chapter  20
23 Pages

Peer-to-peer support and development programmes for pilots: time for a holistic approach

ByGERHARD FAHNENBRUCK, GUNNAR STEINHARDT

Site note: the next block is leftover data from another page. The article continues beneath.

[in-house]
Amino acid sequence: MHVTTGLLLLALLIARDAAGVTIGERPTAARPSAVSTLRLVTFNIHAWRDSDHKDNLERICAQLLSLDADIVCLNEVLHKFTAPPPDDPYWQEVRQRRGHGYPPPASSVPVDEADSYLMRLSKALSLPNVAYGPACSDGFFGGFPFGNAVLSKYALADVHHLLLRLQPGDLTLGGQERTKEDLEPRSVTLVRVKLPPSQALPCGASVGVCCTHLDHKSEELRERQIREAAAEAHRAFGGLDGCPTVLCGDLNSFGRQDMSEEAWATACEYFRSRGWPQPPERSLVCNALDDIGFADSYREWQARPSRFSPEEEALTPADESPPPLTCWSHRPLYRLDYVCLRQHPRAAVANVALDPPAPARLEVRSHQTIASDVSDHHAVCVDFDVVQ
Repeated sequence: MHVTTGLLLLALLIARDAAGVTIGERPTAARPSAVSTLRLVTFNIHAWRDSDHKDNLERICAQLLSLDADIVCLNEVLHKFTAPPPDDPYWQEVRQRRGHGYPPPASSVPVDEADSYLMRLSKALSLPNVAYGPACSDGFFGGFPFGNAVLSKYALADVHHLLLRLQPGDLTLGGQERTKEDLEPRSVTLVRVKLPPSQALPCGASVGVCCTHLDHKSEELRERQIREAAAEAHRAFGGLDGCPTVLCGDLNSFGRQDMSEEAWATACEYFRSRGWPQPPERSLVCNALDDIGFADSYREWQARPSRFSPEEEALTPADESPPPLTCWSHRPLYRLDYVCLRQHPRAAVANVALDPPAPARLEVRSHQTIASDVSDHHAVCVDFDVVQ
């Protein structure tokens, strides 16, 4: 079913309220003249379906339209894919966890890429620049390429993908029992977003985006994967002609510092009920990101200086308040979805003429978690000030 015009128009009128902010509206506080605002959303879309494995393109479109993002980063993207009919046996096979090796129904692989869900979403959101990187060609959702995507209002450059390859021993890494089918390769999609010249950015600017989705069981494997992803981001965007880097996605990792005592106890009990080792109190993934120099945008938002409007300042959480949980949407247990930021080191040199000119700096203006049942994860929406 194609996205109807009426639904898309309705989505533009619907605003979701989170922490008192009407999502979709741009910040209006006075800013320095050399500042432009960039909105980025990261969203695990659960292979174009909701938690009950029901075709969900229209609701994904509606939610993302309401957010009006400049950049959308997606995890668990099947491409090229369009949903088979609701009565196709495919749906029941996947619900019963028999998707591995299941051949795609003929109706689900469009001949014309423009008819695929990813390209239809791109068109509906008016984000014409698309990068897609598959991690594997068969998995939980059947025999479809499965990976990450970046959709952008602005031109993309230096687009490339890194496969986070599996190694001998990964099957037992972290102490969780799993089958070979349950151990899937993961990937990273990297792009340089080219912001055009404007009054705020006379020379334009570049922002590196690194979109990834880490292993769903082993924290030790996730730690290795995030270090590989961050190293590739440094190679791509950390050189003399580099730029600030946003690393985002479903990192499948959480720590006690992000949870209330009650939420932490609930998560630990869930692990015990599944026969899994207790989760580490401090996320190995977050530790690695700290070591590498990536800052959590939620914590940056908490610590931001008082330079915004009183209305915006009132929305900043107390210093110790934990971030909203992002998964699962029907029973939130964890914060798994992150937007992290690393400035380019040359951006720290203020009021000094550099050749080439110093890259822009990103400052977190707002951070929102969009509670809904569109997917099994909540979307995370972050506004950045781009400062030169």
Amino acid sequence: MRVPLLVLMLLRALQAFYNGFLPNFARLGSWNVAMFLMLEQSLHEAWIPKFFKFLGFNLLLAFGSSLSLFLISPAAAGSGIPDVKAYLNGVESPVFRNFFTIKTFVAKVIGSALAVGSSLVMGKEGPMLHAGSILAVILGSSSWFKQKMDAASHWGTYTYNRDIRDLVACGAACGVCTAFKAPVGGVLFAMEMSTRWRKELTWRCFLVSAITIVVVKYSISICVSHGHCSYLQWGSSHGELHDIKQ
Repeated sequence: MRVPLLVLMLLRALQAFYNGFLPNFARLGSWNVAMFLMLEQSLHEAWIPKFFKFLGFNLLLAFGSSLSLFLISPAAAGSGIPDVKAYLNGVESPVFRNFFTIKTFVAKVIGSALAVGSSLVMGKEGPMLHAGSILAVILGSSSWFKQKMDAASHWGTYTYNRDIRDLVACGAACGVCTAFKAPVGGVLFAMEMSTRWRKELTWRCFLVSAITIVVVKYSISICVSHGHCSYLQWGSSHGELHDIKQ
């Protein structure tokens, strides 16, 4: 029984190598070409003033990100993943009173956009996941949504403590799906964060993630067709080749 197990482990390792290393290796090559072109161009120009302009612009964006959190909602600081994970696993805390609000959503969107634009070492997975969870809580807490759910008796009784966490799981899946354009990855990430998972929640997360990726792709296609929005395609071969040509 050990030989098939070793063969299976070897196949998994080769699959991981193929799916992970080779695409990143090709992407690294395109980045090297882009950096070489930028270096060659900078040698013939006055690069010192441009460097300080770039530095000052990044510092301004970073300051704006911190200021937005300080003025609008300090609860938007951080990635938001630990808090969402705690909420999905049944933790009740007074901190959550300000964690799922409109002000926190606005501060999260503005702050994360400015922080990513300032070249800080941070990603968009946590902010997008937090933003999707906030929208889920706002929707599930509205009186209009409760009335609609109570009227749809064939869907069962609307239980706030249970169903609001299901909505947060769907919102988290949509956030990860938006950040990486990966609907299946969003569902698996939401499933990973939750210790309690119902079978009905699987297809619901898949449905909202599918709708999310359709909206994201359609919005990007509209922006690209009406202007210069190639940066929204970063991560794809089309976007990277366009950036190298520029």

Imagine you are a pilot talking to your aeromedical examiner (AME) during routine medical examination. You know that if any significant medical and/ or psychological problem arises the AME will withdraw your medical or will report to the Civil Aviation Authority to take the same action. How willing will you be to openly talk to him or her about any problem you might have? If you have an obvious medical problem you will have to disclose your symptoms because your AME will probably discover the medical condition anyway. However, if you have problems that could be hidden from a medical examination then you have a choice as to whether you disclose or not. Not disclosing problems may help you keep your medical certification for the moment. However, speaking openly may provide an opportunity for you to get support but involves the risk that your medical is withdrawn. AMEs try to keep pilots ‘in the air’ but the pilot’s risk to their medical certification remains. Where the threat to your licence exists, some pilots may decide not to disclose emotional concerns to their AME and try to find different resources to help them, if indeed they do seek any at all. That pilot’s behaviour is independent of the AME’s ability to treat confidential information confidentially and is also independent of the AME’s willingness to keep the pilot flying as long as possible. It is just natural self-protective behaviour among pilots and a system with inherent structural weakness.